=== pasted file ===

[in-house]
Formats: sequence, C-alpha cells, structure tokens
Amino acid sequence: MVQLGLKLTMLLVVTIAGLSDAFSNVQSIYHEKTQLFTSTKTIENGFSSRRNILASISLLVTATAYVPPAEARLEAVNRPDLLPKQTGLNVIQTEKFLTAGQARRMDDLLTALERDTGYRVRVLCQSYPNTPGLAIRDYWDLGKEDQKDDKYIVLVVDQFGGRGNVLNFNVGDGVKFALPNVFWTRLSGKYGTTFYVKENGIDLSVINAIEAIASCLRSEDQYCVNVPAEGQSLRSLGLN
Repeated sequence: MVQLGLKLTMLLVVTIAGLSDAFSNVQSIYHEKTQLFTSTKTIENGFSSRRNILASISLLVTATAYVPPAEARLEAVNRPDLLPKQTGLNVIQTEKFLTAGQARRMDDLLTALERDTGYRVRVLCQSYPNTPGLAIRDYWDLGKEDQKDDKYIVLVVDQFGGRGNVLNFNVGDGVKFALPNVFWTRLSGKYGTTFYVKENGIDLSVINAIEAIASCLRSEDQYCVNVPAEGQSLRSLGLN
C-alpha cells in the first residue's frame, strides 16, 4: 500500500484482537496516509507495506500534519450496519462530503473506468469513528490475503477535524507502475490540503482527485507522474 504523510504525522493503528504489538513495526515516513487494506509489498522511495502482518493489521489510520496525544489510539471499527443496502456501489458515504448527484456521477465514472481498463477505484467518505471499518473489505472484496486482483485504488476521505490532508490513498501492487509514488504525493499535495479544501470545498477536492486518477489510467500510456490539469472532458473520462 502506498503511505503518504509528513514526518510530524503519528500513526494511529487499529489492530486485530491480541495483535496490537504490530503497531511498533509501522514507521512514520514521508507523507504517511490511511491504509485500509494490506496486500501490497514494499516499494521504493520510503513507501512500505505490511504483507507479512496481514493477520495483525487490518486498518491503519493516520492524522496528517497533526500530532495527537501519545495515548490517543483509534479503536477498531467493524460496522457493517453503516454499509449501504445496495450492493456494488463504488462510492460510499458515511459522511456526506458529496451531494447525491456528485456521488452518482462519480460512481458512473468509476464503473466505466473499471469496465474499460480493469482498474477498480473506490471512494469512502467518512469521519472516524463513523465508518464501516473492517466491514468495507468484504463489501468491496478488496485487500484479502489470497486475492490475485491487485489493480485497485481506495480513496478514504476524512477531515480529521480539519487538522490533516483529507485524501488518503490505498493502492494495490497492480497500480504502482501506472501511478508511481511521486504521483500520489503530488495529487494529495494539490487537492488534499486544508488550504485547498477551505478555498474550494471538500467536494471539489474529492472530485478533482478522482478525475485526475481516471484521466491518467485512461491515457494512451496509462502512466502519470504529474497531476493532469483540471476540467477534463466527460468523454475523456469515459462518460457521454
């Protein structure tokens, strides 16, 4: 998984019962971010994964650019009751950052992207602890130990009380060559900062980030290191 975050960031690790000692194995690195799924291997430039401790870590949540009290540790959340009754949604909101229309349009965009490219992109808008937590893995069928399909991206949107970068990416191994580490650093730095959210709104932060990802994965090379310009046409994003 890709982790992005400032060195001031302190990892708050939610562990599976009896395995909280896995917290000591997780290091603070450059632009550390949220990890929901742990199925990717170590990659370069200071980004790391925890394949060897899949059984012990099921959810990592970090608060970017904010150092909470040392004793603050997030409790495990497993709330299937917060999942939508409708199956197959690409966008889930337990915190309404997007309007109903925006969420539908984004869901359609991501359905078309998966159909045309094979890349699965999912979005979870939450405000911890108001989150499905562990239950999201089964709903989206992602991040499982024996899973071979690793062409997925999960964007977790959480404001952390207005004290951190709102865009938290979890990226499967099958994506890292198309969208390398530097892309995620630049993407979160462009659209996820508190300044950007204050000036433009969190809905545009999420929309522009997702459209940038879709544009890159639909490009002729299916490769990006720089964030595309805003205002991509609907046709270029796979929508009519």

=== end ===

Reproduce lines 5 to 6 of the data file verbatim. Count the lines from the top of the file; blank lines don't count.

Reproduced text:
C-alpha cells in the first residue's frame, strides 16, 4: 500500500484482537496516509507495506500534519450496519462530503473506468469513528490475503477535524507502475490540503482527485507522474 504523510504525522493503528504489538513495526515516513487494506509489498522511495502482518493489521489510520496525544489510539471499527443496502456501489458515504448527484456521477465514472481498463477505484467518505471499518473489505472484496486482483485504488476521505490532508490513498501492487509514488504525493499535495479544501470545498477536492486518477489510467500510456490539469472532458473520462 502506498503511505503518504509528513514526518510530524503519528500513526494511529487499529489492530486485530491480541495483535496490537504490530503497531511498533509501522514507521512514520514521508507523507504517511490511511491504509485500509494490506496486500501490497514494499516499494521504493520510503513507501512500505505490511504483507507479512496481514493477520495483525487490518486498518491503519493516520492524522496528517497533526500530532495527537501519545495515548490517543483509534479503536477498531467493524460496522457493517453503516454499509449501504445496495450492493456494488463504488462510492460510499458515511459522511456526506458529496451531494447525491456528485456521488452518482462519480460512481458512473468509476464503473466505466473499471469496465474499460480493469482498474477498480473506490471512494469512502467518512469521519472516524463513523465508518464501516473492517466491514468495507468484504463489501468491496478488496485487500484479502489470497486475492490475485491487485489493480485497485481506495480513496478514504476524512477531515480529521480539519487538522490533516483529507485524501488518503490505498493502492494495490497492480497500480504502482501506472501511478508511481511521486504521483500520489503530488495529487494529495494539490487537492488534499486544508488550504485547498477551505478555498474550494471538500467536494471539489474529492472530485478533482478522482478525475485526475481516471484521466491518467485512461491515457494512451496509462502512466502519470504529474497531476493532469483540471476540467477534463466527460468523454475523456469515459462518460457521454
């Protein structure tokens, strides 16, 4: 998984019962971010994964650019009751950052992207602890130990009380060559900062980030290191 975050960031690790000692194995690195799924291997430039401790870590949540009290540790959340009754949604909101229309349009965009490219992109808008937590893995069928399909991206949107970068990416191994580490650093730095959210709104932060990802994965090379310009046409994003 890709982790992005400032060195001031302190990892708050939610562990599976009896395995909280896995917290000591997780290091603070450059632009550390949220990890929901742990199925990717170590990659370069200071980004790391925890394949060897899949059984012990099921959810990592970090608060970017904010150092909470040392004793603050997030409790495990497993709330299937917060999942939508409708199956197959690409966008889930337990915190309404997007309007109903925006969420539908984004869901359609991501359905078309998966159909045309094979890349699965999912979005979870939450405000911890108001989150499905562990239950999201089964709903989206992602991040499982024996899973071979690793062409997925999960964007977790959480404001952390207005004290951190709102865009938290979890990226499967099958994506890292198309969208390398530097892309995620630049993407979160462009659209996820508190300044950007204050000036433009969190809905545009999420929309522009997702459209940038879709544009890159639909490009002729299916490769990006720089964030595309805003205002991509609907046709270029796979929508009519």